Dr. Laura Justice

Dr. Laura Justice

Distinguished Professor of Educational Psychology, The Ohio State University
Executive Director, Crane Center for Early Childhood Research and Policy
Fulbright Scholar

Dr. Laura Justice is EHE Distinguished Professor of Educational Psychology at The Ohio State University. She is also Executive Director of the Crane Center for Early Childhood Research and Policy and the Schoenbaum Family Center. Dr. Justice is interested in identifying ways to more effectively support the early language and literacy development of children experiencing risk, including children with communication disorders and children living in poverty. Justice is the author of more than 200 peer-reviewed articles, appearing in such journals as Child Development; Psychological Science; Developmental Psychology; Journal of Speech, Language, and Hearing Research; and American Journal of Speech-Language Pathology. Justice is also the author of two major textbooks in Communication Sciences (Communication Sciences and Disorders: A Contemporary Perspective and Language Development: Theory of Practice). Justice is heavily involved with literacy promotion in international contexts, including ongoing work scaling up a parent-child reading program in indigenous Maya villages in eastern Mexico.


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  • The Ohio State University; Columbus, OH (Professional)
  • University of Virginia; Charlottesville, VA (Professional)


  • Early Learning/PreK/TK
  • Early learning intervention
  • Early learning communication disorders
  • Emergent literacy skills
  • Storybooks: role of Teacher/Parent-Child shared reading in promoting emergent literacy
  • Peer and classroom effects on PreK children's language development


  • Academic Advisor for World of Wonders


  • Justice, L. M., Sofka, A (2010). Engaging Children with Print: Building Early Literacy Skills through Quality Read-Alouds. New York, NY: The Guilford Press.
  • Justice, L. M., Sofka, A., & McGinty, A. (2007). Targets, techniques, and treatment contexts in emergent literacy intervention. Seminars in Speech and Hearing, 28, 14-24.
  • Pence, K., & Justice, L. M. (2007). Language Development: Theory to Practice. Upper Saddle River, NJ: Merrill Prentice Hall.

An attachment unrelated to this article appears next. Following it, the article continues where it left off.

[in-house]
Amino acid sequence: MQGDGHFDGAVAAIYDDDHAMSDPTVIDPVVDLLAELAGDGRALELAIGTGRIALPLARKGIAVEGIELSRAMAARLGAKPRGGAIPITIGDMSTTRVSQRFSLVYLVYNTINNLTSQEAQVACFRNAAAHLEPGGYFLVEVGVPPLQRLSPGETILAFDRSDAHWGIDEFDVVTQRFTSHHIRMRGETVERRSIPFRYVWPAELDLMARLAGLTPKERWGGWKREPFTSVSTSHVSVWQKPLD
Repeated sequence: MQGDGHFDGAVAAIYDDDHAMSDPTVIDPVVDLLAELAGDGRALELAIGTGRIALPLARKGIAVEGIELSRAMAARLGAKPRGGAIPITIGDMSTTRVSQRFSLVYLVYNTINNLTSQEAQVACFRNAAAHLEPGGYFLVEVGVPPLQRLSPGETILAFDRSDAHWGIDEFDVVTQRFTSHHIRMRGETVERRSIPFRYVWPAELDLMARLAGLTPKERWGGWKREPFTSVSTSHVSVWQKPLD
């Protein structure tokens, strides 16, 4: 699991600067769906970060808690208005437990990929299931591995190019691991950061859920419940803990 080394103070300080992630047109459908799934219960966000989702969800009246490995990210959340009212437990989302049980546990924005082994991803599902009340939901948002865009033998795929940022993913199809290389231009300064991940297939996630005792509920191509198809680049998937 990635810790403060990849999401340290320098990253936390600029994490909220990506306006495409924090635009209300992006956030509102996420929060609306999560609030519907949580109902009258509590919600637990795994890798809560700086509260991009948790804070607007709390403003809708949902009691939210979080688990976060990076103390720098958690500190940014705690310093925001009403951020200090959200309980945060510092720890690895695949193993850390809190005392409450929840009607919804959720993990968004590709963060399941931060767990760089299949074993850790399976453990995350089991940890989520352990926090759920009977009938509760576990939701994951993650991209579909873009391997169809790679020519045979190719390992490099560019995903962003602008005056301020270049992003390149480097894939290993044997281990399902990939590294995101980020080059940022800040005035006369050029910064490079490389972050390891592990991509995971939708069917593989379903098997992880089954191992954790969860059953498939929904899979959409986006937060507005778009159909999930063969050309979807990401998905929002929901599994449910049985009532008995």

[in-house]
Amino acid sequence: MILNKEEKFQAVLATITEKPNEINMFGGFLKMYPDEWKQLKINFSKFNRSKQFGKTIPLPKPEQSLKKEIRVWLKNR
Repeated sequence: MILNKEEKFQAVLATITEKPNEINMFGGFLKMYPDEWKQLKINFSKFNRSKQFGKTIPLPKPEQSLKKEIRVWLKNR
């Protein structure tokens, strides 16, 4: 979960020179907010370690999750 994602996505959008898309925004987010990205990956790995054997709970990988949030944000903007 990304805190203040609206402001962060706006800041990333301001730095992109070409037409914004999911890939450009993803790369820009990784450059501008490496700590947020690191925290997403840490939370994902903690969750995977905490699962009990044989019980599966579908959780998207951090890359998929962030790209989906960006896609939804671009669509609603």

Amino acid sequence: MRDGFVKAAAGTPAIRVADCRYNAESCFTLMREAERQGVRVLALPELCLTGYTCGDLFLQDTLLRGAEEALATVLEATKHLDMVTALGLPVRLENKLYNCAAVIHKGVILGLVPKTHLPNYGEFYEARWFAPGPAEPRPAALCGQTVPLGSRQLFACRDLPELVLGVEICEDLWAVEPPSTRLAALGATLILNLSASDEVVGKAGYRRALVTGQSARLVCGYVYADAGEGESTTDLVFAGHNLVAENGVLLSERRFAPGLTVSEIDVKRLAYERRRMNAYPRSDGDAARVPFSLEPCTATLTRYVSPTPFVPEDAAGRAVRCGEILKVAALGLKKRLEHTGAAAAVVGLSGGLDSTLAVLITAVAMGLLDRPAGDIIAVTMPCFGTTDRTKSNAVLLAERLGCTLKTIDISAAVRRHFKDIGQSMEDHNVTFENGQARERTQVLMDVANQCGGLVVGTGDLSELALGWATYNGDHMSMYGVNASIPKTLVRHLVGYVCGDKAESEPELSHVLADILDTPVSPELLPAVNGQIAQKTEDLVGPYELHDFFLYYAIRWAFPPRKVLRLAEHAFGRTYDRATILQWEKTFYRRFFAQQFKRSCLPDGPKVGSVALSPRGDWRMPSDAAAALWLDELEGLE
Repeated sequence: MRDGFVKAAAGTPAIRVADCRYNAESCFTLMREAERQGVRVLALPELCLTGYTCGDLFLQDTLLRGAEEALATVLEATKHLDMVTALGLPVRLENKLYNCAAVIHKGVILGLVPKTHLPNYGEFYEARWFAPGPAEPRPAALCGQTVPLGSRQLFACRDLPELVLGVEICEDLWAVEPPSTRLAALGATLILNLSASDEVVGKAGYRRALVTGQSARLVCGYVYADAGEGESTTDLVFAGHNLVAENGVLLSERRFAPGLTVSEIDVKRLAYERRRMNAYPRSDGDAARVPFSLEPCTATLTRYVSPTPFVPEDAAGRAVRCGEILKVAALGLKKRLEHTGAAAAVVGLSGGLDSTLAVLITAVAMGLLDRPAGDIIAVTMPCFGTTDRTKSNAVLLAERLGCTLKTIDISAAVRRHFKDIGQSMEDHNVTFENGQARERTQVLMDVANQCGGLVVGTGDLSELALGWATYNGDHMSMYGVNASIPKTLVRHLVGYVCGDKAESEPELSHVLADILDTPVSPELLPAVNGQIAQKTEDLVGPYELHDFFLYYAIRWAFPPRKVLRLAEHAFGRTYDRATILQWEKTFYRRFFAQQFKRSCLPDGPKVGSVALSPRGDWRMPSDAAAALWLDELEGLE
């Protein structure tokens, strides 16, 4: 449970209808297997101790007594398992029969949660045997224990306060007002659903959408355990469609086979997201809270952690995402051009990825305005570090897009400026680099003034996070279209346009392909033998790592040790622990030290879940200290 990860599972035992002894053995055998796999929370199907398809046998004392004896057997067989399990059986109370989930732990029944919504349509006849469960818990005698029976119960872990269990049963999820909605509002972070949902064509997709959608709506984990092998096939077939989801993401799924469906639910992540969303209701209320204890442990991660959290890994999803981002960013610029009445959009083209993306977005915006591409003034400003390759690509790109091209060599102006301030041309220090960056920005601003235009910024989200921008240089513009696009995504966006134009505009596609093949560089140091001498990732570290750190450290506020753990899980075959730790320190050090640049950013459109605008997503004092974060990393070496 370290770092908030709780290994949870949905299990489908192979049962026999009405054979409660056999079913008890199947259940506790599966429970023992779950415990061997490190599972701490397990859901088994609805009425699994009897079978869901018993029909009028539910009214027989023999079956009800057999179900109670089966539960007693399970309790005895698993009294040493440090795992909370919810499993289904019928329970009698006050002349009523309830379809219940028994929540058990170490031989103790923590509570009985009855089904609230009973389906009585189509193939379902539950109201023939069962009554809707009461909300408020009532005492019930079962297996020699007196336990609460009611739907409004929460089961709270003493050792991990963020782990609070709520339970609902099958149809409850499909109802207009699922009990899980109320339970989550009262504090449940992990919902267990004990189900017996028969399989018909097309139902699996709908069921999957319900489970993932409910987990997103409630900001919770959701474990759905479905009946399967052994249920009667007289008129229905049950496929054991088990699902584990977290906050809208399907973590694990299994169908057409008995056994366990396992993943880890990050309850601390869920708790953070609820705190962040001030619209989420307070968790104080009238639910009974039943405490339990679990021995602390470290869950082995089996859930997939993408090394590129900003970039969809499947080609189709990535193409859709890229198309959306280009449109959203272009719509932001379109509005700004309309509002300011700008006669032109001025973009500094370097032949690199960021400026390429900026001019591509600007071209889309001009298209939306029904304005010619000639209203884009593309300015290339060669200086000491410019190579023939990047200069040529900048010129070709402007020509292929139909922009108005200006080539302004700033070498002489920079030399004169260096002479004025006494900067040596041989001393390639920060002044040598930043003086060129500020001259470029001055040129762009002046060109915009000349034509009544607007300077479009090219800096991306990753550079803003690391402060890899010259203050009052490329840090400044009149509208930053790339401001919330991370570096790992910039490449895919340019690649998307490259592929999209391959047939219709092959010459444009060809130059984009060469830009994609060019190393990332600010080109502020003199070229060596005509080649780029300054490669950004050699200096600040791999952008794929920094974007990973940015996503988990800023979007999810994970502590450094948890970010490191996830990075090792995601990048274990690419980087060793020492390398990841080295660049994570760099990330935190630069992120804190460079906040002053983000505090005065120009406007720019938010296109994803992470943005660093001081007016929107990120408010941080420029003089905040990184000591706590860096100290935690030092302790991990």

• Justice, L. M., Bowles, R., Kaderavek, J. K., Ukrainetz, T., Eisenberg, S., & Gillam, R. (2006). The Index of Narrative Micro-Structure (INMIS): A clinical tool for analyzing school-aged children's narrative performance. American Journal of Speech-Language Pathology, 15, 1-15.
  • Justice, L. M., Skibbe, L., & Bowles, R. (2006). Measuring preschool attainment of print concepts: A study of typical and at-risk 3- to 5-year-old children. Language, Speech, and Hearing Services in Schools, 37, 1-12.
  • Justice, L. M. (2006). Evidence-based practice, response-to-intervention, and prevention of reading difficulties. Language, Speech, and Hearing Services in Schools, 37, 1-14.
  • Justice, L. M., Pence, K., Bowles, R., & Wiggins, A. K. (2006). An investigation of four hypotheses concerning the order by which 4-year-old children learn the alphabet letters. Early Childhood Research Quarterly, 21, 374-389.
  • Justice, L. M. (2006). Communication Science and Disorders: An Introduction. Upper Saddle River, NJ: Merrill Prentice Hall.
  • Justice, L. M. (Ed) (2006). Clinical Approaches to Emergent Literacy Intervention. San Diego, CA: Plural Publishing.
  • Justice, L. M., & Pence, K. (2005). Scaffolding with Storybooks: A Guide for Enhancing Young Children's Language and Literacy Achievement. Newark, DE: International Reading Association.
  • Ezell, H. K. & Justice, L. M. (2005). Shared Storybook Reading: Building Young Children's Language and Emergent Literacy Skills. Baltimore, MD: Paul H. Brookes.
  • Justice, L. M., Meier, J., & Walpole, S. (2005). Learning new words from storybooks: Findings from an intervention with at-risk kindergarteners. Language, Speech, and Hearing Services in Schools, 36, 17-32.
  • Justice, L. M., Kaderavek, J., Bowles, R., & Grimm, K. (2005). Phonological awareness, language impairment, and parent-child shared reading: A feasibility study. Topics in Early Childhood Special Education, 25, 143-156.